Daimler Truck AG technicians at the company’s Stuttgart, Germany, site are developing new fuel cell production facilities that will be used as the technological template for subsequent series production.
Daimler Truck AG is consistently driving forward series production of fuel cells with Daimler Truck Fuel Cell GmbH & Co. KG. In the past 10 years, Daimler technicians have built up extensive knowledge in this field and have developed production methods and processes. In close cooperation with their colleagues in Vancouver, Canada, and with the ongoing fuel cell development activities, the Stuttgart-based experts are now transferring that experience to the direct preliminary stage of future series production.
Investments are being made in new facilities covering every single process stage of fuel cell production: from membrane coating and stack manufacturing to the production of fuel cell units.
“We are pursuing the vision of the CO2-neutral transportation of the future. The hydrogen-based fuel cell is a key technology of strategic importance in this context,” says Martin Daum, chairman of the board of management at Daimler Truck AG.
“We are now consistently following the path towards the series production of fuel cells and are thus doing absolutely pioneering work – and this goes beyond the automotive industry. We will invest a very substantial sum in the coming years to achieve this,” he adds.
Conventional industrial production processes cannot be directly transferred to the highly complex and highly sensitive fuel cell stacks. For example, the processing of numerous delicate components takes place in the micrometer range (1 micrometer = 1 millionth of a meter). Even the smallest contamination could impair the functionality of the fuel cells, which is why a clean room with filtered air is being set up for some of the work in the planned pre-series production.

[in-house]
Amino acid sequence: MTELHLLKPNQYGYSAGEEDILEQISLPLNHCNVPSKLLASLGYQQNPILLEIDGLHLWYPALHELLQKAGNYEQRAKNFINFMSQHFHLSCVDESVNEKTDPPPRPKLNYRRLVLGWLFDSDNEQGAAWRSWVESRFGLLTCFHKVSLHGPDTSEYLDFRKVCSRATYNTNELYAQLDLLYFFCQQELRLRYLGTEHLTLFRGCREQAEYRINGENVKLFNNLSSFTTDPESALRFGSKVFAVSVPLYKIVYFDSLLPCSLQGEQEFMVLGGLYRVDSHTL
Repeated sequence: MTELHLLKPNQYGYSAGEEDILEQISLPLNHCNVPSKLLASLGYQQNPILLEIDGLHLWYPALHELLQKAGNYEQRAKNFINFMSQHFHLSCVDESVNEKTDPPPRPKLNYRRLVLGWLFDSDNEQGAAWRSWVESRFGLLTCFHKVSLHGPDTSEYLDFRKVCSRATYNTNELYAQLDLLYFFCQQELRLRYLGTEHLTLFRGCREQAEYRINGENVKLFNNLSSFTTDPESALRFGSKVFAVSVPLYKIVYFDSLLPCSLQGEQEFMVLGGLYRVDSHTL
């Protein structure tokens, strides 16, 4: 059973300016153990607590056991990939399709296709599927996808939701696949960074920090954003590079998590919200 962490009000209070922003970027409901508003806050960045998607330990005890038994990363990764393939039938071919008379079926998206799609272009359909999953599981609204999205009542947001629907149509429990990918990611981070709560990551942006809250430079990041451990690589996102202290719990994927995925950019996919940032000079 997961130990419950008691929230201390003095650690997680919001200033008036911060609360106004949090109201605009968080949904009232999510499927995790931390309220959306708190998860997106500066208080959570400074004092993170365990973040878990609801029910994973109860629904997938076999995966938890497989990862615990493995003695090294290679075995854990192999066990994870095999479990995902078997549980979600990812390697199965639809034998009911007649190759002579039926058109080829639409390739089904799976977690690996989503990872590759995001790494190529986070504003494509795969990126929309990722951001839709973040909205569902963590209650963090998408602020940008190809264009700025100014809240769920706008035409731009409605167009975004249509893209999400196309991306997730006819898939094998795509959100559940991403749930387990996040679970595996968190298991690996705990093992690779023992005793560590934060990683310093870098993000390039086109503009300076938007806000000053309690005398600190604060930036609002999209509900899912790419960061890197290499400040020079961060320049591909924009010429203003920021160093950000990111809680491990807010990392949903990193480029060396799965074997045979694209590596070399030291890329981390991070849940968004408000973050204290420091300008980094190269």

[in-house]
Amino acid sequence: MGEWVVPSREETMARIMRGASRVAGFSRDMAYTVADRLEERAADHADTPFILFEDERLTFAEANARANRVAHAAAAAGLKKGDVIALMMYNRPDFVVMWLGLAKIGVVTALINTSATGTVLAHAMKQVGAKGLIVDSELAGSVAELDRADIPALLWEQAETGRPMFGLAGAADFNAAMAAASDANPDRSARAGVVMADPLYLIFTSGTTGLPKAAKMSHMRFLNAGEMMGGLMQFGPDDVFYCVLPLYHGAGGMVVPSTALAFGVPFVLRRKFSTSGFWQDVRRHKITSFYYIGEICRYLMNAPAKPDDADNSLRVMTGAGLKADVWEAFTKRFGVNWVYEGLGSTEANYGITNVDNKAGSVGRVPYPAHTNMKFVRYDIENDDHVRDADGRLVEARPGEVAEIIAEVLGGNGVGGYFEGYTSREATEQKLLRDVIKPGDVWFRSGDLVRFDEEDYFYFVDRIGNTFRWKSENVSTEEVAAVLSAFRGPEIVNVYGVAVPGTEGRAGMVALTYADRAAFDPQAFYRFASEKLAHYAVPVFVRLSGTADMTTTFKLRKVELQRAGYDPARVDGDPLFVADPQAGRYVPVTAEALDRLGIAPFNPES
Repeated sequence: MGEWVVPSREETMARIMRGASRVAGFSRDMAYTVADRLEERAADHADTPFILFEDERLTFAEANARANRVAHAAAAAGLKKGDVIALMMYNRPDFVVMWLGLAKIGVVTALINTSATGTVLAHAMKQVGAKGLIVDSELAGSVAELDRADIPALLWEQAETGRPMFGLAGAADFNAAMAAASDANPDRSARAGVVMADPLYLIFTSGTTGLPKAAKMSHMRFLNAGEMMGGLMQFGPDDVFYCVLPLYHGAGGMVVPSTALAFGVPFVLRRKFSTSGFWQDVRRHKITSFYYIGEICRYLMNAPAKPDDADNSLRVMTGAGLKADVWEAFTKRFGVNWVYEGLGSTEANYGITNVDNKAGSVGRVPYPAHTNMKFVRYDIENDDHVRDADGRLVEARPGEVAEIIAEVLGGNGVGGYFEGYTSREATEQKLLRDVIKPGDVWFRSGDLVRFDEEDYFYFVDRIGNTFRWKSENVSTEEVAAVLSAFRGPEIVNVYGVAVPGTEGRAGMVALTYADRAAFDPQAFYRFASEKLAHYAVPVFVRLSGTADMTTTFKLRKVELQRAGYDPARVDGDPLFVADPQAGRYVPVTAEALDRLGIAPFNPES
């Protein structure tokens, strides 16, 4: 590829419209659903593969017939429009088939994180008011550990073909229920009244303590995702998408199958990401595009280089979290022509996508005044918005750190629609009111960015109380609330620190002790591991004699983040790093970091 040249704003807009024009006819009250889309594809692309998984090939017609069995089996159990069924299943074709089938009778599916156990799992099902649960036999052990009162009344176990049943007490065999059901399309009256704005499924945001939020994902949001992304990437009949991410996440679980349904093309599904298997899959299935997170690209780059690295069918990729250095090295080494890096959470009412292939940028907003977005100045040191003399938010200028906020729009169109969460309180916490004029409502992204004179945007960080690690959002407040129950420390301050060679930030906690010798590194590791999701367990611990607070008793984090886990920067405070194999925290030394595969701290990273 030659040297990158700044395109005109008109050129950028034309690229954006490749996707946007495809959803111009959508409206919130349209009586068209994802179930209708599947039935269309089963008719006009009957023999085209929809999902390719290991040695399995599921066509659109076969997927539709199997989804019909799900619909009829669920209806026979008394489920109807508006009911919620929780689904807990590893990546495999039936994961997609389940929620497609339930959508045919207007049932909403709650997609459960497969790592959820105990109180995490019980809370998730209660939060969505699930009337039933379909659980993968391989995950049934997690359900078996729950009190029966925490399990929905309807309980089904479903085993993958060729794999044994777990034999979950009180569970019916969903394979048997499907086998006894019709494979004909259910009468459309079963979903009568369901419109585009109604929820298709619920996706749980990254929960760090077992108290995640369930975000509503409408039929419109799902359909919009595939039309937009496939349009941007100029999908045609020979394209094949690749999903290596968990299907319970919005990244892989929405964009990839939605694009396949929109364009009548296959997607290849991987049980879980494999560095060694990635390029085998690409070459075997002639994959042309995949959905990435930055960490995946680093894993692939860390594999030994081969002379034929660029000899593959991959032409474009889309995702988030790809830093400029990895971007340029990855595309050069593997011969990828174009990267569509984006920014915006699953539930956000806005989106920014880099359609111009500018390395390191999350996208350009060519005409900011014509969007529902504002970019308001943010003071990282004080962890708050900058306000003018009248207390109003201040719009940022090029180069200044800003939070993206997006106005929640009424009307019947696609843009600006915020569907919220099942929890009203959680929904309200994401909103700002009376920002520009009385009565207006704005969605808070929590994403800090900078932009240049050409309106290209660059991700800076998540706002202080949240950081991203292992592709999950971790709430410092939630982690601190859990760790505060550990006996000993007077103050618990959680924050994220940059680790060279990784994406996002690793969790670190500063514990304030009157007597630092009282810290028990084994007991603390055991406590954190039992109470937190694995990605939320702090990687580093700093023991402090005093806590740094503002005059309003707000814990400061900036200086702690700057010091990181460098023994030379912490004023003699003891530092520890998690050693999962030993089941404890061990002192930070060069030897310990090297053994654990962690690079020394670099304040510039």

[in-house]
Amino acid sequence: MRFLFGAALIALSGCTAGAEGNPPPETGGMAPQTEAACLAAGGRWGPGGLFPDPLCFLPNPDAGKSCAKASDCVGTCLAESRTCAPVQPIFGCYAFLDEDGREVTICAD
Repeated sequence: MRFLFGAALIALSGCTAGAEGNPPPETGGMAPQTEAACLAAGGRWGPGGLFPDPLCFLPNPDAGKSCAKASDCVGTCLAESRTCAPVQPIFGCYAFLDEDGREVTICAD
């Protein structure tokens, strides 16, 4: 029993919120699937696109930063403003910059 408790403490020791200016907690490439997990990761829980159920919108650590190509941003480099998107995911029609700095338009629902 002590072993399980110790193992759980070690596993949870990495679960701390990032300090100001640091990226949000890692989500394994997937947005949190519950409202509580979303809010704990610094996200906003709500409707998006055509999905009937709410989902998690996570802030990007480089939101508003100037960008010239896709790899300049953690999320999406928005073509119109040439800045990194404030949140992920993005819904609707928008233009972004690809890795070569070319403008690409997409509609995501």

Optimizing the ambient air in production is also especially important since even slight fluctuations in temperature and humidity can lead to significant material changes. This would make further work in subsequent processes considerably more difficult. However, the greatest challenge for Daimler technicians is to achieve short production cycles, which is essential for cost-effective production. For this reason, the experts in the production of fuel cell stacks sometimes rely on technologies from the packaging industry, which are generally not used in conventional engine production.
In April this year, Daimler Truck AG concluded a preliminary, non-binding agreement with the Volvo Group to establish a new joint venture for the development and marketing of fuel cell systems to be used in heavy-duty commercial vehicles and other applications. The companies plan to offer heavy-duty fuel cell commercial vehicles for demanding and heavy-duty long-distance haulage from series production in the second half of this decade.
Rolls-Royce’s Power Systems division plans to use the fuel cell systems for the emergency power generators of the MTU product and solution brand it develops and sells for data centers. A comprehensive cooperation agreement is to be drawn up and signed by the end of the year.